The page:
AMY GOODMAN: And Roberta Kaplan, for people who may not know, the attorney who took on the KKK, the far right in Charlottesville, where you lived for so many years. In fact, you were pivotal to her coming down here and suing them.

DAHLIA LITHWICK: Robbie Kaplan is an example of somebody who filed a lawsuit in 2017 that didn’t go to trial until 2021, but got a massive $26 million judgment against white supremacists and Nazis in Charlottesville. It’s another, for me, story about how the law is slow and takes a long time, but, at its best, it really can make us all freer and safer and restore dignity to those who have been harmed.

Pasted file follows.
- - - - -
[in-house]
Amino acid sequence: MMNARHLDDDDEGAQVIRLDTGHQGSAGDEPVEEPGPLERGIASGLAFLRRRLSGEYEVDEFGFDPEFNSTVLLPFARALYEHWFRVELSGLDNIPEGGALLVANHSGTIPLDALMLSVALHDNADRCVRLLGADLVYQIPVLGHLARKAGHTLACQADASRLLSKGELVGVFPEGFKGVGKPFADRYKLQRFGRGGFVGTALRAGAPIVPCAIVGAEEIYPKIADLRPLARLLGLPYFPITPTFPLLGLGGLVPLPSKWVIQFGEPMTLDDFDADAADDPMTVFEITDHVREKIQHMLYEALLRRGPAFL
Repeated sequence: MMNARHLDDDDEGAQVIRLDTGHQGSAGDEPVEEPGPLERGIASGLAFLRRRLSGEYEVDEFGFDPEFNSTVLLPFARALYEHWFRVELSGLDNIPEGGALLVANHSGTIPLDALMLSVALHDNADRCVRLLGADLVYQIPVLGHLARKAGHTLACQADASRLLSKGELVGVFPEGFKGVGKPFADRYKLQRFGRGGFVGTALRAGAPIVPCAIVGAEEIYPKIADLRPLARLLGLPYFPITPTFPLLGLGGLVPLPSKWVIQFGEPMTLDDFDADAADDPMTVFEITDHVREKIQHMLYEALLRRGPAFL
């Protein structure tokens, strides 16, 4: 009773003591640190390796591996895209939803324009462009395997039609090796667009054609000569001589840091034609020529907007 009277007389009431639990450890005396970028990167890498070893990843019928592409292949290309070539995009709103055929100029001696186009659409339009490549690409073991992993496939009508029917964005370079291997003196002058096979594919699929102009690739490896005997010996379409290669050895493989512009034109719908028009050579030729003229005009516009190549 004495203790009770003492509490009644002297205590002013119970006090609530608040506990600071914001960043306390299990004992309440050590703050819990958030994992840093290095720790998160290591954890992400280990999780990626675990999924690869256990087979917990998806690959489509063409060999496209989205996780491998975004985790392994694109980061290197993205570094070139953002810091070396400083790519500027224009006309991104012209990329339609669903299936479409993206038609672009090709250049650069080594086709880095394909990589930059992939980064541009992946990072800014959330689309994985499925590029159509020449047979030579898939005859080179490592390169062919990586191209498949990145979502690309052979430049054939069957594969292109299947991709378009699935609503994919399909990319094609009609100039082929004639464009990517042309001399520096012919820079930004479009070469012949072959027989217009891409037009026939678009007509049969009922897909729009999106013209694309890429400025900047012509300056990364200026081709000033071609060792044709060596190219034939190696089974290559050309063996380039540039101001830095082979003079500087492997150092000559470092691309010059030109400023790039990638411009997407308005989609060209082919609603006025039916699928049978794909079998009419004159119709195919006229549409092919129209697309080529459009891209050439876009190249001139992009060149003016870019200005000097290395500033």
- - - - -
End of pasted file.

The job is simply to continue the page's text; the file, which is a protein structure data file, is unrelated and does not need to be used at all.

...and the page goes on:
AMY GOODMAN: Dahlia Lithwick, we thank you so much for being with us, covering the courts and the law for Slate, hosting the podcast Amicus. Her new book is just out. It’s called Lady Justice: Women, the Law, and the Battle to Save America.

That does it for our show. Democracy Now! is currently accepting applications for two full-time jobs: an associate digital editor, as well as a people and culture manager. You can learn more at democracynow.org.

Democracy Now! produced with Renée Feltz, Mike Burke, Deena Guzder, Messiah Rhodes, Nermeen Shaikh, María Taracena, Tami Woronoff, Charina Nadura. I’m Amy Goodman, with Juan González.

The original content of this program is licensed under a Creative Commons Attribution-Noncommercial-No Derivative Works 3.0 United States License. Please attribute legal copies of this work to democracynow.org. Some of the work(s) that this program incorporates, however, may be separately licensed. For further information or additional permissions, contact us.